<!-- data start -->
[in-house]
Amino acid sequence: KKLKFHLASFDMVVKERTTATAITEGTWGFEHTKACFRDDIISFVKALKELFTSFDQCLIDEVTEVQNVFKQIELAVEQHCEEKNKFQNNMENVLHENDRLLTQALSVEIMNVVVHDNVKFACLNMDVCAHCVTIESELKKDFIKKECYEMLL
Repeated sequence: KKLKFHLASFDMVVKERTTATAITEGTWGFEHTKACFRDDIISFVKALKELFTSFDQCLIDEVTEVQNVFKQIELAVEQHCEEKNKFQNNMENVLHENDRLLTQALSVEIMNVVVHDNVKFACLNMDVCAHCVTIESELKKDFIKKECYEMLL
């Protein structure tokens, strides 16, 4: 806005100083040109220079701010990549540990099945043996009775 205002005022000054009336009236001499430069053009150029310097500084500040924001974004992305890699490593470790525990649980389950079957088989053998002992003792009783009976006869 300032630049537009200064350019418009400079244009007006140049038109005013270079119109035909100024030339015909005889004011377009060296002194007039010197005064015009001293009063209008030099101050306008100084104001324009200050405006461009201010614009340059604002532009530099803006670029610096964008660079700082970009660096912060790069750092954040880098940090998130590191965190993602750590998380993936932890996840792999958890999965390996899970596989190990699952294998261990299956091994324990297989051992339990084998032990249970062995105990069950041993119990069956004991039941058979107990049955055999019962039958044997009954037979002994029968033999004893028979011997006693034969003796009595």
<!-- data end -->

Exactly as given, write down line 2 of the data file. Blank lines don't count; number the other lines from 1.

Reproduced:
Amino acid sequence: KKLKFHLASFDMVVKERTTATAITEGTWGFEHTKACFRDDIISFVKALKELFTSFDQCLIDEVTEVQNVFKQIELAVEQHCEEKNKFQNNMENVLHENDRLLTQALSVEIMNVVVHDNVKFACLNMDVCAHCVTIESELKKDFIKKECYEMLL